Viewers are flocking to games during the pandemic, entranced by a charismatic grandmaster and his lightning-fast play.
The coronavirus pandemic and stay-at-home orders have crowned a host of unlikely winners catering to bored audiences. But watching livestreams of chess games? Could one of the world’s oldest and most cerebral games really rebrand itself as a lively enough pastime to capture the interest of the masses on Twitch?
Turns out, it already has.
Since the pandemic began, viewership of live chess games has soared. From March through August, people watched 41.2 million hours of chess on Twitch, four times as many hours as in the previous six months, according to the analytics website SullyGnome. In June, an amateur chess tournament called PogChamps was briefly the top-viewed stream on Twitch, with 63,000 people watching at once, SullyGnome said. And popular Twitch gamers like Félix Lengyel (better known to his 3.3 million followers as “xQcOW”) have also recently started streaming chess.
That collision of the chess audience and the general gamer audience has created a “giant chess bonfire,” said Marcus Graham, Twitch’s head of creator development.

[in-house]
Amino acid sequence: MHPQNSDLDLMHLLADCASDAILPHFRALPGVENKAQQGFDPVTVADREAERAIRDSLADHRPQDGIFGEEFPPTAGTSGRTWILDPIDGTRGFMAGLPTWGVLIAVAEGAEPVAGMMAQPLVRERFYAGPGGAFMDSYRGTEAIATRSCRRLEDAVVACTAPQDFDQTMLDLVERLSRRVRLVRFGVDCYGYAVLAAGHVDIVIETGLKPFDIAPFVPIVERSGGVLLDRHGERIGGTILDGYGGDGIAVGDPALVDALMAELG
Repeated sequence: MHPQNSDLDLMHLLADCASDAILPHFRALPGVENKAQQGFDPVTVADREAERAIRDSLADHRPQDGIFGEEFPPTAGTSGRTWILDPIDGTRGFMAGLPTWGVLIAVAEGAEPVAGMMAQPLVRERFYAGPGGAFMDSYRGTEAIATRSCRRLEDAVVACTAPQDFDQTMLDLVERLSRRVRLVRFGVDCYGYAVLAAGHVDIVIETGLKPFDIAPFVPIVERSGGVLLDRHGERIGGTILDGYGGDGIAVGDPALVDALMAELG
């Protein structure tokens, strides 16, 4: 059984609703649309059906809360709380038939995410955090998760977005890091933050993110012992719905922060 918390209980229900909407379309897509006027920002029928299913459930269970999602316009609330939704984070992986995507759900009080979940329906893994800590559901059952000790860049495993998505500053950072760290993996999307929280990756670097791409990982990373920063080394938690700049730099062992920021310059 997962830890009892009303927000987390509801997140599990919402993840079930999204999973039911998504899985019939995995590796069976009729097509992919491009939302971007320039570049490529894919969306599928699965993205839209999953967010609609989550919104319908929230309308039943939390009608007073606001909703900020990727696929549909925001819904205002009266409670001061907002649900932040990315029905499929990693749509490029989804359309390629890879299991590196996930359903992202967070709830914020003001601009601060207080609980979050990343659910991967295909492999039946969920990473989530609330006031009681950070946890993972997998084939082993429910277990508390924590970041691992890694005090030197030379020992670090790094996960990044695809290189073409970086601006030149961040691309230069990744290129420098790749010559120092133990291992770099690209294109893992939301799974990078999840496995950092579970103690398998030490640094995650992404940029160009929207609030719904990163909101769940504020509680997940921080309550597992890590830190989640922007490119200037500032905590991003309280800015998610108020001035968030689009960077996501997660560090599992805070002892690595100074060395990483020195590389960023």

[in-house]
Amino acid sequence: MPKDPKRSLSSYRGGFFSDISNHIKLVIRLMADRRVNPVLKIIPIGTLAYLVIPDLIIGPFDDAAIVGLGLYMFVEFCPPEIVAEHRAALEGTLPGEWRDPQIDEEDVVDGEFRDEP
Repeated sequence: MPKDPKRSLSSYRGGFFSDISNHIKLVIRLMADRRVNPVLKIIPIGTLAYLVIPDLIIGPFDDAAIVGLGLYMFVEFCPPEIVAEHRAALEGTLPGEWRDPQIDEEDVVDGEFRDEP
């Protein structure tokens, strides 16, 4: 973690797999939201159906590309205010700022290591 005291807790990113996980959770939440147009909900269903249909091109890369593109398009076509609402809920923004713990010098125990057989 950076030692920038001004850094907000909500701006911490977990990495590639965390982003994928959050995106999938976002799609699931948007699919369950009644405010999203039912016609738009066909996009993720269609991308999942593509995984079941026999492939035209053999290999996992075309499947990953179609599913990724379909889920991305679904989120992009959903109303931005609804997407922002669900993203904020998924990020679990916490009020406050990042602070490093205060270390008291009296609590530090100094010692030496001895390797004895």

Hikaru Nakamura (born December 9, 1987) is an American chess player. A chess prodigy, at age 15 years and 79 days, he became the youngest American to earn the title of Grandmaster. Nakamura is a five-time United States champion, who won the 2011 edition of Tata Steel Chess Tournament Group A and represented the United States at five Chess Olympiads, winning a team gold medal and two team bronze medals.
His peak USCF rating was 2900 in August 2015. In October 2015, he reached his peak FIDE rating of 2816, which ranked him second in the world. In May 2014, when FIDE began publishing official rapid and blitz chess ratings, Nakamura ranked number one in the world on both lists. He was surpassed by Magnus Carlsen in the second publication of the rankings.